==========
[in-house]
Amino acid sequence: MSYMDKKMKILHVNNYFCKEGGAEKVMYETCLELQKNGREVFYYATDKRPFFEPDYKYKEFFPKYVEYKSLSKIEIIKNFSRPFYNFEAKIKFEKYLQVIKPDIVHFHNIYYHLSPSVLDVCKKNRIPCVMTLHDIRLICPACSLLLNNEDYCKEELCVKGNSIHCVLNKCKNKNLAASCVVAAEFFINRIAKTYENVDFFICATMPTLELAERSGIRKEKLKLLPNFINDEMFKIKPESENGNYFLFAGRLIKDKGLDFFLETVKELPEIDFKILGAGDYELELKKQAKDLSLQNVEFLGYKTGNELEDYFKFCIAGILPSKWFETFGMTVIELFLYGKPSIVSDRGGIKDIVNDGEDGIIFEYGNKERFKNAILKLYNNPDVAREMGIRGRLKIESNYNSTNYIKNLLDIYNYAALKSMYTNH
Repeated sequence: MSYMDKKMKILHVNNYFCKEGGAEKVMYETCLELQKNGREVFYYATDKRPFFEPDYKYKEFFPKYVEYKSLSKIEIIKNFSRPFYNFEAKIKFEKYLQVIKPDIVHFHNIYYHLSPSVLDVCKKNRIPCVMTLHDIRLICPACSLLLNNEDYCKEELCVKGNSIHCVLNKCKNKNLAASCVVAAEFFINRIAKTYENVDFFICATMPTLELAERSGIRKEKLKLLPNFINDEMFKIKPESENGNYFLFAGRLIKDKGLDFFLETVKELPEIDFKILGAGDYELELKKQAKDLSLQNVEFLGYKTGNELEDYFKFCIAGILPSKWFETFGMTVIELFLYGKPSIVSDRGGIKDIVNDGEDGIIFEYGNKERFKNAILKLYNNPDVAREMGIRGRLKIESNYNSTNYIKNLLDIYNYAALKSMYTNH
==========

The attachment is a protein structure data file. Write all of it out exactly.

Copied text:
[in-house]
Amino acid sequence: MSYMDKKMKILHVNNYFCKEGGAEKVMYETCLELQKNGREVFYYATDKRPFFEPDYKYKEFFPKYVEYKSLSKIEIIKNFSRPFYNFEAKIKFEKYLQVIKPDIVHFHNIYYHLSPSVLDVCKKNRIPCVMTLHDIRLICPACSLLLNNEDYCKEELCVKGNSIHCVLNKCKNKNLAASCVVAAEFFINRIAKTYENVDFFICATMPTLELAERSGIRKEKLKLLPNFINDEMFKIKPESENGNYFLFAGRLIKDKGLDFFLETVKELPEIDFKILGAGDYELELKKQAKDLSLQNVEFLGYKTGNELEDYFKFCIAGILPSKWFETFGMTVIELFLYGKPSIVSDRGGIKDIVNDGEDGIIFEYGNKERFKNAILKLYNNPDVAREMGIRGRLKIESNYNSTNYIKNLLDIYNYAALKSMYTNH
Repeated sequence: MSYMDKKMKILHVNNYFCKEGGAEKVMYETCLELQKNGREVFYYATDKRPFFEPDYKYKEFFPKYVEYKSLSKIEIIKNFSRPFYNFEAKIKFEKYLQVIKPDIVHFHNIYYHLSPSVLDVCKKNRIPCVMTLHDIRLICPACSLLLNNEDYCKEELCVKGNSIHCVLNKCKNKNLAASCVVAAEFFINRIAKTYENVDFFICATMPTLELAERSGIRKEKLKLLPNFINDEMFKIKPESENGNYFLFAGRLIKDKGLDFFLETVKELPEIDFKILGAGDYELELKKQAKDLSLQNVEFLGYKTGNELEDYFKFCIAGILPSKWFETFGMTVIELFLYGKPSIVSDRGGIKDIVNDGEDGIIFEYGNKERFKNAILKLYNNPDVAREMGIRGRLKIESNYNSTNYIKNLLDIYNYAALKSMYTNH